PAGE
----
Art by Gica Tam

Turned out she’d malfunctioned. Also turned out that all iBae X units had gone bonkers and broken beyond repair that day. Kpop iBaes had reportedly spoken in unintelligible languages, anime iBaes had insisted they were still below 18, furry iBaes had turned into their real animal counterparts, and plant iBaes had just wilted away. (But let’s not talk about that Venus flytrap iBae. We’ve already seen the horrible pictures that went viral.) Tinder Corp, in its press release, said that there was an unprecedented internal system error in the iBae servers. There were rumors, though, that an anonymous group had hacked into the iFantasy OS Cloud, infecting all iBae X units with a virus people were calling ILOVEYOU 2.0.

At least that’s what we’ve learned so far since the massive product recall a few days ago.

I called Janice and asked her about Thor, and she said something about Thor turning into this sad, fat man, so far from the muscular, panty-dropping iBae he once had been. When she tried to ask him what was wrong he tried to clobber her with a real hammer. Wherever he’d gotten that hammer she didn’t know. Luckily Janice managed to dodge. She was about to run away when she noticed that Thor was gouging his eyes out. There was no blood, only small sparks. Then it was as if he’d called forth an invisible lightning upon himself. He electrocuted himself.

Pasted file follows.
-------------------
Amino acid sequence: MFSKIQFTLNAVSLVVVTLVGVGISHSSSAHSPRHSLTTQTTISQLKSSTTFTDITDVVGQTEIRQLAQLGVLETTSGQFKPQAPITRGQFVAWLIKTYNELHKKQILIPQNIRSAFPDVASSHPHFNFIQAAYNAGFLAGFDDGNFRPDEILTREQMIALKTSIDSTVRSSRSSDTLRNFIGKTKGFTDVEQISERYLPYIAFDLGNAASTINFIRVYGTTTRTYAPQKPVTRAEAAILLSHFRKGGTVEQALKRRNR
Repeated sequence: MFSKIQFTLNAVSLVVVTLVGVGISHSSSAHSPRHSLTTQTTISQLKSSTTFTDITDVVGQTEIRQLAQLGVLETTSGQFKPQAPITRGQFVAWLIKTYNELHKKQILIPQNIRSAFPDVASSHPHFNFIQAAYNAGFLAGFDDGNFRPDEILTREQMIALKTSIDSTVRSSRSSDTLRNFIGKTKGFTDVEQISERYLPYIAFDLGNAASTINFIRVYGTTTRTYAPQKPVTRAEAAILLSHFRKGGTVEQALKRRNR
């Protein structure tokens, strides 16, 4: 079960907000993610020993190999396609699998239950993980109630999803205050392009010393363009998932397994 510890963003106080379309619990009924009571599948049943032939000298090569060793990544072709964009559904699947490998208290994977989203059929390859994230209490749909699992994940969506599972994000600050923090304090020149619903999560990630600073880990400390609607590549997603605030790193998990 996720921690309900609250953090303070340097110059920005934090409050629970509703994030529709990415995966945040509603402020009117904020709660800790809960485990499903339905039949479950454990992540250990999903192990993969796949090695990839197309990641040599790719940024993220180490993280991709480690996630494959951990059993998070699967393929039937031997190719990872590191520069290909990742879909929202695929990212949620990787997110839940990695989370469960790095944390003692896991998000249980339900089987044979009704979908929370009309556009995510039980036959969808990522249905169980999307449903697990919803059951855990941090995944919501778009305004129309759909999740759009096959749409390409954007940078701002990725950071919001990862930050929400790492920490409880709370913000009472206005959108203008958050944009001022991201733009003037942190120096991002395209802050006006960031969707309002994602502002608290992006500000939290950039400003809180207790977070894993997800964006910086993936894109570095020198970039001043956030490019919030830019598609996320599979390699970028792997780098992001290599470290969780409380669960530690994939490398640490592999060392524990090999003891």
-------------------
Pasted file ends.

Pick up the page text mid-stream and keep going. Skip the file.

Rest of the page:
“Do you want me to come over?”

“Please.”

She turned off the TV when I arrived at her house. She offered me a seat and a cup of coffee.

“Do you think they can fix it?” she said.

“Fix what?”

“I don’t know. Everything?”

“If it’s gadgets, I think so. If not, then they’ll invent new ones.”

“What if it’s us? Can they fix us?”

I looked out the window.

“Janice,” I said after a while, “did you return Thor?”

“I did. Did you return Tea?”

I nodded. I opened my bag and took something out. “Except for this.”

“Wait. Is that Tea’s hand?”

“Yes.”

“Can I touch it?”

I let her touch it. “It’s not warm anymore,” she said.

“But it still feels so real, right?”

 

END